I did eventually find a group elsewhere willing to accept a female member, but only after the issue was discussed, voted upon and approved by married members’ wives, who were perhaps understandably nervous about the whole arrangement. In the end, my acceptance was contingent on the requirement that I have no contact with group members outside the weekly sessions and that I always wear pants, sleeved shirts and closed shoes to group, lest my ankles, toes or shoulders prove irresistibly triggering to the male sex addicts.
One of the general rules for beginners in any 12-step program is, “The men stick with the men and the women stick with the women.” This is even more crucial in sex addiction recovery. But since a huge part of a recovery program is identifying with other addicts, making phone calls to them in times of temptation, and working with a same-sex sponsor, the odds were definitively stacked against me.
There were other female sex addicts in the 12-step group I began attending – about five of the hundreds-strong fellowship. However, I attended a few weeks worth of meetings before I ever ran into one of them. Vulnerable and emotionally shattered, it was hard to keep forcing myself into those intimidating rooms full of men who could have seen me as an intruder, a distraction or potential sexual temptation.
Again, I don’t want to seem ungrateful – that therapist and those rooms filled with men saved my life. And there’s something to be said for the arrangement –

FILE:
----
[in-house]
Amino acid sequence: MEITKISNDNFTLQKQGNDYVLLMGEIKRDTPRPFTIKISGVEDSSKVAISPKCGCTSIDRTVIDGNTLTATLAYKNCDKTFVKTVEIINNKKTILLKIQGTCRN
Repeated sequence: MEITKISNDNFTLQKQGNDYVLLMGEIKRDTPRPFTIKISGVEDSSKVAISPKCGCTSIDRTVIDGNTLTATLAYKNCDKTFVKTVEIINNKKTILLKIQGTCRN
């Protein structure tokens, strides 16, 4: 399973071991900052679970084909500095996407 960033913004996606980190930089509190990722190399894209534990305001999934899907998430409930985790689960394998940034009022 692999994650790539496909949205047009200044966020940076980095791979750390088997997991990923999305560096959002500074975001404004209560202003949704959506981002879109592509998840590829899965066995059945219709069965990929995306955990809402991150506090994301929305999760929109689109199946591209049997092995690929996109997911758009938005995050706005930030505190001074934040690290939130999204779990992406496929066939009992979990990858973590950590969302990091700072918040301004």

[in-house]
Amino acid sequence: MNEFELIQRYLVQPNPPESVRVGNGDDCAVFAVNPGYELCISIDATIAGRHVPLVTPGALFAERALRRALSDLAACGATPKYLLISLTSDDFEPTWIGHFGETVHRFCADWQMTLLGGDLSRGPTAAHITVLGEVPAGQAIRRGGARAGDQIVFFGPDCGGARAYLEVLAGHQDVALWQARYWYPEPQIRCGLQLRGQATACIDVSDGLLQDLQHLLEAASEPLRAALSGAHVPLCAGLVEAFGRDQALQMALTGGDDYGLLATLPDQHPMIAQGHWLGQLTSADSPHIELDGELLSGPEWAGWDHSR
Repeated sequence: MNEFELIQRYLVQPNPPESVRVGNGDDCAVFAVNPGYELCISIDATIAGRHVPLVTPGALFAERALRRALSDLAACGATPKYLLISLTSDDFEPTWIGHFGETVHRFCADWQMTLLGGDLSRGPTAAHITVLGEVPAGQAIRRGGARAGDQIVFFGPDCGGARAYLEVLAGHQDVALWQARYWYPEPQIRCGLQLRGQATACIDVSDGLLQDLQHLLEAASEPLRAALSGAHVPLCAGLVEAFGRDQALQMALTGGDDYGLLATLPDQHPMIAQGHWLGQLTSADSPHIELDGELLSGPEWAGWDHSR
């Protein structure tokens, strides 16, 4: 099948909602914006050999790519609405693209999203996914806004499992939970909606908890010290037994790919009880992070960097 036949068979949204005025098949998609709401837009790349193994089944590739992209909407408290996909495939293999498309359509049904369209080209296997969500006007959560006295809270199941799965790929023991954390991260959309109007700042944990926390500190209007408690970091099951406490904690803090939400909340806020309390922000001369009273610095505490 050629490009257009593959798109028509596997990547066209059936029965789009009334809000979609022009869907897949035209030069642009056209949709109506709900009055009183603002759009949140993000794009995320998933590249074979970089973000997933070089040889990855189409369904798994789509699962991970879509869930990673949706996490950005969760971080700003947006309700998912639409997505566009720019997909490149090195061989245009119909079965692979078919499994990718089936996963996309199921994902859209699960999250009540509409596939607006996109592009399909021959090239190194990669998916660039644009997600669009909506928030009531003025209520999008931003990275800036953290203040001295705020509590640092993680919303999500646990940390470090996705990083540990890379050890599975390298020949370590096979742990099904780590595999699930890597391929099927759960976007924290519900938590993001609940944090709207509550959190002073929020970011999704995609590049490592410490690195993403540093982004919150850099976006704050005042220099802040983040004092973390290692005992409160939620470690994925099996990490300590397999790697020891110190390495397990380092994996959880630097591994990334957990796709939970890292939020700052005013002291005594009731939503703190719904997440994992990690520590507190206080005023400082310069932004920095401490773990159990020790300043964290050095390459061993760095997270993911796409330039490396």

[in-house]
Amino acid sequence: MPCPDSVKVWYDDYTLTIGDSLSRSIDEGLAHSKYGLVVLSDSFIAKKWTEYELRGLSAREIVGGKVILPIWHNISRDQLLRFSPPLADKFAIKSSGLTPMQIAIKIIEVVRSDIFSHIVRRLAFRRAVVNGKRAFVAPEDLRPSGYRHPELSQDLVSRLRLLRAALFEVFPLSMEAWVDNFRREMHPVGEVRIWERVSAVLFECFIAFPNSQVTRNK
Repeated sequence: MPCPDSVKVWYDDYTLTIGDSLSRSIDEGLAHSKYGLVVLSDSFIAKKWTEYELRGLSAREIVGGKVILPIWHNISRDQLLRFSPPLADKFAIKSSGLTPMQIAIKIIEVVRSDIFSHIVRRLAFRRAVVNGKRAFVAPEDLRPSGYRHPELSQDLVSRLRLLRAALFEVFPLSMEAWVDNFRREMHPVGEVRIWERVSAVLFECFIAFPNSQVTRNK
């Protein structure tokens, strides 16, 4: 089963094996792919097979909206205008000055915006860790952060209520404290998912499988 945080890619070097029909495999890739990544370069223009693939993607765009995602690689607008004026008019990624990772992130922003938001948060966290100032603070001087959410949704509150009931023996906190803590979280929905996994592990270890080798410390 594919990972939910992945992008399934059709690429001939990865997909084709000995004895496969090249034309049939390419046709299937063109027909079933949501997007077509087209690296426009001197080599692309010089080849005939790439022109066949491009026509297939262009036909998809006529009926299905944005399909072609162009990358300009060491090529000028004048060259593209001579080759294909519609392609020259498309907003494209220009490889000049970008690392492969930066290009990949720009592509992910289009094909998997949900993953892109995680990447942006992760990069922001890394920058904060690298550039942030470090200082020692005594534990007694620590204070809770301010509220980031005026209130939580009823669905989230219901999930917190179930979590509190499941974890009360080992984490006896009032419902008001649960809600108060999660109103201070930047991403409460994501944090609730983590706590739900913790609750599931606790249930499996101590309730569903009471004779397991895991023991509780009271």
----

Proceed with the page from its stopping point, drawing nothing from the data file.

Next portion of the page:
Women may be more prone to love, fantasy or romance addictions, which tend to lead to painfully codependent relationships or extramarital affairs. And in fact, love addiction-focused programs do include a lot of women. But for those like me, who acted out “like men,” those programs can leave you feeling judged and unable to relate.
I know there are other women like me because I met some of them – working alongside me in strip clubs, at sex parties, and as escorts. I cruised guys with them at bars, turning last-call drinks into sloppy threesomes at seedy after-parties. But I’ve yet to meet one of them here on the other side.
Maybe it’s because sex in general is more shameful for women — the sting of admitting promiscuity sharper than when a man cops to a string of affairs. But I’ll never forget standing outside the room where my first sex meeting was held, peering through a window at the semi-circle of men with a flip-flopping stomach. I can’t help but wonder how many other women approached the door, peered inside, and didn’t have the courage to take their seat.
It’s not easy to heal from sex addiction in a male environment, to spill my guts out about things like rape, degrading fantasies, and the shame I sometimes feel about my body in front of guys who may or may not understand. But one thought that never fails to cheer me up is that no matter how brutal I find this slow path to restoring sanity, dignity and self-esteem, I will be here waiting when the next scared, desperate woman comes along.
And maybe I can make things just a little bit easier for her.